Condition 4 of Table A, Schedule 7 of the Transfer of Land Act provides for the payment of penalty interest if either party delays the payment of money. The most common form of delay is the postponement of settlement.
When Is Penalty Interest Payable?
Penalty interest is payable when money is due, but is not paid by the due date. This means that late payment of deposit or late payment of the balance of the purchase price at settlement will usually give rise to an obligation to pay penalty interest.
Who Has To Pay Penalty Interest
Condition 4 refers to default by “either party” in the payment of money. Effectively, this means that the vendor is the only one who can charge penalty interest, simply because it is the purchaser who is obliged to pay money in any sale. Even if the vendor delays settlement, and the purchaser suffers loss as a result, penalty interest is not payable (although there may be other remedies available to the purchaser).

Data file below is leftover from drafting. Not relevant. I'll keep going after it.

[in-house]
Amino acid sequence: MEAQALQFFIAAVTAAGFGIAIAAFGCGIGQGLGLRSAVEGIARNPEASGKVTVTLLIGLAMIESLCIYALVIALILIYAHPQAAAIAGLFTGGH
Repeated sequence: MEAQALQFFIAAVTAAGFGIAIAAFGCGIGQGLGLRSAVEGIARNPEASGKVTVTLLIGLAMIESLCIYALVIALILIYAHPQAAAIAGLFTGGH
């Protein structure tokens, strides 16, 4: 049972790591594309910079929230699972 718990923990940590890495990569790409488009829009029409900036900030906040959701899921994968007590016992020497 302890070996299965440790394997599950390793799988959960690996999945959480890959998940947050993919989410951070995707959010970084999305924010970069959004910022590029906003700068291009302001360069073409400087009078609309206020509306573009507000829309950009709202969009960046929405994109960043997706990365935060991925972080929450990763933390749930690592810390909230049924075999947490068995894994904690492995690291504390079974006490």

How Is Penalty Interest Calculated?
Penalty interest is calculated on the balance of the funds due, including any adjustments. The rate is set under the Penalty Interest Rates Act, and is subject to variation. The current penalty interest rate is published in a number of places, including the Law Institute Journal, the website of the Law Institute of Victoria, and The Age newspaper (each Monday). Most Contracts provide for the payment of penalty interest at a rate that is 2% above the penalty interest rate, and some provide for higher amounts.
What If The Delay Is No-one’s Fault?
Unfortunately, it is always someone’s fault! Or to put it another way, if the delay occurs on your side of the transaction, it is your delay. For example, if your bank makes a mistake in preparing the cheques and this causes a delay, you are the defaulting party, and must pay the penalty interest. Sometimes the bank will compensate you, but often they won’t.